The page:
Don’t let the 31-24 final score from Thursday night’s contest fool you. The Dallas Cowboys weren’t anywhere close to being competitive in their loss to the Chicago Bears. Outside of the opening 75-yard drive capped off by an Ezekiel Elliott touchdown, the team was grossly inferior in all three phases of the game.
One of the most distressing signals that their 2019 season has been a catastrophe, despite still possessing the division lead after 13 games, occurred in the early fourth-quarter. Dallas had just scored their second touchdown of the game to pull within 10 points and potentially mount a comeback.
On the ensuing kickoff, Brett Maher, who had already missed a 42-yard field goal attempt, knocked the ball out of bounds. This resulted in a 15-yard penalty that catapulted Chicago to their own 40-yard line.
What followed was a four-play drive highlighted by the defense’s inability through scheme and execution to defend the read-option at a critical point in the game. Thus far, Bears quarterback Mitchell Trubisky had run a read-option keeper three times. On those plays, the Dallas front-seven allowed gains of four, five, and minus-one yard. However, it should be noted that Trubisky could’ve had a seven-to-ten-yard gain on the first play but slid early.
On each instance of the read-option, the Cowboys used the scrape-exchange or gap-exchange technique to defend the run. This meant that the defensive end would automatically chase the running back without reading the play, and the linebacker would scrape around the edge to take on the quarterback.
Each time, Head Coach Matt Nagy’s offense responded with a blocking technique that had the potential to wreck Dallas’ defensive scheme by having their offensive tackle use the linebacker’s “scraping” motion to create a natural lane in the defensive front. This schematic weakness was illustrated in an excellent article by Zach Dunn earlier that day.
Up until that fateful 1st-and-10 from the Cowboys’ 23-yard line with 13:28 left to play in the fourth-quarter, the defense was able to limit the damage of these runs to some degree.
But the dam finally broke when Nagy’s blocking scheme fully exploited the crack in Rod Marinelli’s scrape exchange technique. This time, safety Darian Thompson was in the box in a linebacker-type role. At the snap, he veered around the edge while DeMarcus Lawrence shot inside at the running back. Unfortunately, Thompson’s path created a hole in the defense that the left tackle exploited by simply letting the safety run himself out of the play.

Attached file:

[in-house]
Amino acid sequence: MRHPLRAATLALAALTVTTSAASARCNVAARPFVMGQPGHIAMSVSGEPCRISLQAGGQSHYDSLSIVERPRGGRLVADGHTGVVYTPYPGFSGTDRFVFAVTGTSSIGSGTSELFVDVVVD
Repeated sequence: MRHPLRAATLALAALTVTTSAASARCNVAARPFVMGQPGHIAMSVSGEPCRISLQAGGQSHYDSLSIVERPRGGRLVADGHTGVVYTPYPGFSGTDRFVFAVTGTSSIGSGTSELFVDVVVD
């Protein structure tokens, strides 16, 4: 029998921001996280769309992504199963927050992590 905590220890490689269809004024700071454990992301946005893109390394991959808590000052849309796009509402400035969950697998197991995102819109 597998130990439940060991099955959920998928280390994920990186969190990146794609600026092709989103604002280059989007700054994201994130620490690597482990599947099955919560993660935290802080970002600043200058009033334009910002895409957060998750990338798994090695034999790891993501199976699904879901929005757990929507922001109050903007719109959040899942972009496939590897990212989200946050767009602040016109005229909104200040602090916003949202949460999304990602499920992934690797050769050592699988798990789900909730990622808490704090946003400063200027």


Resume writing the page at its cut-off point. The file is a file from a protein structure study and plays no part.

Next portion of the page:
This is extremely well blocked and executed by the Bears. Cowboys gap exchange, Trubisky keeps as he should. @charleslenojr72 outstanding job recognizing where and what his LB is doing. Takes him out of the play pic.twitter.com/SnQsWjnQ8X— Geoff Schwartz (@geoffschwartz) December 6, 2019
#Bears/Nagy went to the QB run game last night with Mitchell Trubisky (10-63-1 TD). Brings another element to this offense. @NFLMatchup @DickersonESPN pic.twitter.com/4XoVGFugLY— Matt Bowen (@MattBowen41) December 6, 2019
This schematic exposure was exacerbated by the defenders’ lack of fundamental tackling, which has been a constant and ever-present reality this year.
The Cowboys’ offense responded with a quick three-and-out the following drive.
What Could the Defense Have Done Differently?
Dunn’s article illustrated an alternative scheme to defeat the read-option called the fill and fold. Unfortunately, the Dallas defense didn’t adapt to this method during the game.
The Fill and Fold technique creates an unblocked defender to take on the runner. Instead of having the defensive end crash inside at the snap, he takes on the quarterback, forcing a hand-off. The linebacker that runs around the edge in the scrape exchange technique crashes down and fills the A-gap to force a cutback by the running back. The other linebacker, after initially flowing with the play, folds over his teammate and into the lane to meet the runner head on.
Here’s how this concept works in action:
This defensive concept isn’t new, and the Cowboys could’ve adapted to this technique to defend the read-option. But they didn’t, and they were gashed for a 23-yard touchdown run by one of the worst offenses in the league.
Blame falls on everyone’s shoulders for this loss. The defense, which actually created two takeaways, has struggled to do so for the better part of a decade. Since 2015, this defense, with Rod Marinelli at the helm, has averaged only 8.2 interceptions per year.
This defense relies upon being great at a few things with little disguise, depending on the defenders to know how most offenses will attack them and then out-executing them. However, it’s been clear for many games that these players aren’t getting the job done consistently. Yet this coaching staff seems to do little to help them. So, the players can’t execute the scheme and the coaches won’t adapt the scheme to put their players in a better position. That’s a massive failure and one of the root causes of this team’s struggles.
You can follow Allan on Twitter: @AllanUy22